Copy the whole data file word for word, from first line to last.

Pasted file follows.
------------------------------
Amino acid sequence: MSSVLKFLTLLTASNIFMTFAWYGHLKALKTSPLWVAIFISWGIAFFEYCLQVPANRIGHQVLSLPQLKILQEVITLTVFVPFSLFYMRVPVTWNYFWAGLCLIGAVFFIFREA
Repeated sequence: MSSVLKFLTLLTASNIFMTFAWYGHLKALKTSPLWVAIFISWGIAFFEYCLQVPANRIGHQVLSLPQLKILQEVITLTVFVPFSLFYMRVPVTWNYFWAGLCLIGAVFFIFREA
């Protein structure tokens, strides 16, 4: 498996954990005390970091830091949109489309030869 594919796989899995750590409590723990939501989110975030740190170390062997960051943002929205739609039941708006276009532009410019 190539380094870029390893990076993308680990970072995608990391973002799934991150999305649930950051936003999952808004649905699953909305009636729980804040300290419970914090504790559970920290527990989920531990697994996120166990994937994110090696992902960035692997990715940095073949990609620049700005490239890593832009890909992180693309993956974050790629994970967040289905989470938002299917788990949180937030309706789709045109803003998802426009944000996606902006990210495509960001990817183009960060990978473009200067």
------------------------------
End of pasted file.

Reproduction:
Amino acid sequence: MSSVLKFLTLLTASNIFMTFAWYGHLKALKTSPLWVAIFISWGIAFFEYCLQVPANRIGHQVLSLPQLKILQEVITLTVFVPFSLFYMRVPVTWNYFWAGLCLIGAVFFIFREA
Repeated sequence: MSSVLKFLTLLTASNIFMTFAWYGHLKALKTSPLWVAIFISWGIAFFEYCLQVPANRIGHQVLSLPQLKILQEVITLTVFVPFSLFYMRVPVTWNYFWAGLCLIGAVFFIFREA
């Protein structure tokens, strides 16, 4: 498996954990005390970091830091949109489309030869 594919796989899995750590409590723990939501989110975030740190170390062997960051943002929205739609039941708006276009532009410019 190539380094870029390893990076993308680990970072995608990391973002799934991150999305649930950051936003999952808004649905699953909305009636729980804040300290419970914090504790559970920290527990989920531990697994996120166990994937994110090696992902960035692997990715940095073949990609620049700005490239890593832009890909992180693309993956974050790629994970967040289905989470938002299917788990949180937030309706789709045109803003998802426009944000996606902006990210495509960001990817183009960060990978473009200067």